I Ponder of Ice

The thermostat is set to 65 degrees in my dorm room, and it still feels like a sauna. I feel the weight of death-by-heat-exhaustion crushing me with unbearable weight. Am I exaggerating? Perhaps a little. But it never ends. The vent continues to blow hot, dry air into my room no matter what I do. I want to peel off my parched skin, I want to be free of this incessant, loud, annoying white-noise, and I want to feel like (for once) I’m not being suffocated by recycled carbon dioxide.

I’m reminded now of a science lesson given to me by the boyfriend my mom had after my dad died. In the winter he’d always say, “heat rises.” Which is completely accurate. Hot air does rise. This is the reason that I had thought that living on the top floor of my residence hall would be a good idea—we’d be nice and toasty in the cold, Indiana winter. I’m starting to think (if given the option of living on the third floor again) that I’d rather shove a power tool in my eye. Now I’m realizing that he totally always just used that line as an excuse for why we couldn’t turn anything but the floorboard heaters on in the car.

How rude.

The moment it’s appropriately close enough to class time for me to leave this hellish hall, I do. The outside air is so bitterly cold that my cheeks instantly hurt and I can feel my face numbing, but I welcome it. I don’t bother to tense my shoulders, or prepare myself for the shivering that’s supposed to come, or even wrap my father’s old coat around me a little tighter. I just walk, coat billowing in the breeze and (newly-short) hair whipping around my face, maybe like one of those magazine models that stand by a pier (or something).

I’m still walking, but I imagine that, if it were socially acceptable to lie on the ground as a nearly-nineteen-year-old college student, I’d be lying on that bed of snow. I’d ignore the world, I’d ignore my thoughts and my responsibilities, and I’d let the cold do its job. I’d be peaceful. The Lord knows these past few days have been less than ideal, but I let myself believe that this cold is exactly what I need. I inhale deeply and feel my lungs turn to ice, every inch of warmth leaving my body until I feel normal again, until I can breathe again. There’s no heat, only numbness, making me pure.

My thoughts untangle, my pain is eased, and every ounce of tension is gone.

I swear in that moment, I heard God, like He reached into my body and pulled out everything that had been weighing me down. He held my burdens there in His hands, just like He’s done so many times before, and I felt loved and wanted and cherished.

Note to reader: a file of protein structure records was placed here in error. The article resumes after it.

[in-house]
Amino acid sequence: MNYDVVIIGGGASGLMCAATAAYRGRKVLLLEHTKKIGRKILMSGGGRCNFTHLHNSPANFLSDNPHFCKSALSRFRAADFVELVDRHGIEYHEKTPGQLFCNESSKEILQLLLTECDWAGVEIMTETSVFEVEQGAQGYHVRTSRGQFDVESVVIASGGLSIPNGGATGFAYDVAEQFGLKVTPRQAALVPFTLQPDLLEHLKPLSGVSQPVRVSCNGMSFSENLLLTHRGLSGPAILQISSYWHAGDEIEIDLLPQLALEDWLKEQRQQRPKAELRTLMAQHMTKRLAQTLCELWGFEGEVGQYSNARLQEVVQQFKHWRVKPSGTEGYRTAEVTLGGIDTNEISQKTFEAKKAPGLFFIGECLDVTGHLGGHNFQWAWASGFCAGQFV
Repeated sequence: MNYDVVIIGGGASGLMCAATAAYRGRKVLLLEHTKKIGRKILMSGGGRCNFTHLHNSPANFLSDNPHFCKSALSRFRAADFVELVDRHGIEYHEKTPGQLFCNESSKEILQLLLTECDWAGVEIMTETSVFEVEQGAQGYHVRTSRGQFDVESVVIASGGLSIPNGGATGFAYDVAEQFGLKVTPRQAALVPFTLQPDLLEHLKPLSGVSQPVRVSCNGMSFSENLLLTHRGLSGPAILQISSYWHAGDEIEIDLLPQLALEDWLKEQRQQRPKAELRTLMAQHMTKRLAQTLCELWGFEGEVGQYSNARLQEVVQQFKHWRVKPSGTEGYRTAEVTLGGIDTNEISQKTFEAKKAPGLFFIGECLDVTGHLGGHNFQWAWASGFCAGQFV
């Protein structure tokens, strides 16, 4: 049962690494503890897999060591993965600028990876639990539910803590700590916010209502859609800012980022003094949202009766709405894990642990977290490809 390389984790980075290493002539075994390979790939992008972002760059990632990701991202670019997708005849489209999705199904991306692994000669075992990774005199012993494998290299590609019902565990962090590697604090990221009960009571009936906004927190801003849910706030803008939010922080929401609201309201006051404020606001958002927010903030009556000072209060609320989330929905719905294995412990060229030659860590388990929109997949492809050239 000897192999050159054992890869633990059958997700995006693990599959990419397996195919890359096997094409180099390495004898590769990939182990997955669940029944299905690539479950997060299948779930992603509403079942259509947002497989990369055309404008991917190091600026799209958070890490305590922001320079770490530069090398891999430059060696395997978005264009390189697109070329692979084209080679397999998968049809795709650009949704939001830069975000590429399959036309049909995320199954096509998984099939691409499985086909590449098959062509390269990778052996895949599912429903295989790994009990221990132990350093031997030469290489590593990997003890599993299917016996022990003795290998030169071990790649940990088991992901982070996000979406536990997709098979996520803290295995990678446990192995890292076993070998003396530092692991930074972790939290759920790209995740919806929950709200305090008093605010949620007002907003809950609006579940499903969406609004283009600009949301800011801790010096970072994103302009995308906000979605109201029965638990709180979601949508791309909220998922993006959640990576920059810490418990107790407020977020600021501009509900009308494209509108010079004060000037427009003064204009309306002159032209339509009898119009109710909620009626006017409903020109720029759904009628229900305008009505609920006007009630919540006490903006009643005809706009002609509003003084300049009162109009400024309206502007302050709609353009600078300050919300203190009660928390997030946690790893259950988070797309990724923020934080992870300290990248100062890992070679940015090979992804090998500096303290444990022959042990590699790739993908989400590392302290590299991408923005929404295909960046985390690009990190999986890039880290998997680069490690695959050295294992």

My lips are chapped, icy, probably blue, perfect. My hands are talons, frozen in place, and there are pinpricks of pain in my legs as the cold soaks deeper, down into my bones. At some point, I can’t feel anything, nothing but peace.

I wonder why we hate the cold so much, why people turn their faces away. I wonder why our bodies react so dramatically to the cold, why shivering and tension help us to fight it away… Why would anyone want to fight this away?

Yet, later I’ll think of how I know that there will be days when I will pop my collar to block my neck from the wind, or I’ll put on my gloves, or breathe warmth into the scarf that covers my face from the snow, but now that rationality doesn’t find me. I want to spend an eternity here, peaceful and ice-afflicted.

My mind wanders in this harmonious, likely dopamine-induced, God-given high I feel, and I think of Robert Frost and how he must have felt when he wrote “Fire and Ice.”

“Some say the world will end in fire, some say in ice. From what I’ve tasted of desire I hold with those who favor fire. But if it had to perish twice, I think I know enough of hate to say that for destruction ice is also great and would suffice.”

This is his poem in its entirety. I put in in paragraph from for convenience, but I also think it’s more easily comprehended this way (not to say that I know better than The Robert Frost, just that this way better served my purposes). I understand the meaning of the poem, I get the nuances and blah, blah, blah. Fire is desire and Ice is hate… but what if he was wrong? To me fire seems like, you know, (cough, cough) Hell. And if that’s so, then the opposite of fire (Hell) is ice (Heaven). So maybe there is a real and warranted feeling of peace to be felt in the cold.

We spend our lives making money, growing old and rich enough to merit a permanent move down South, but as I walk, turning blue, staring up at the grey sky, I feel that I’ve never seen anything more beautiful.

Then

the moment ends

with a swift step indoors.

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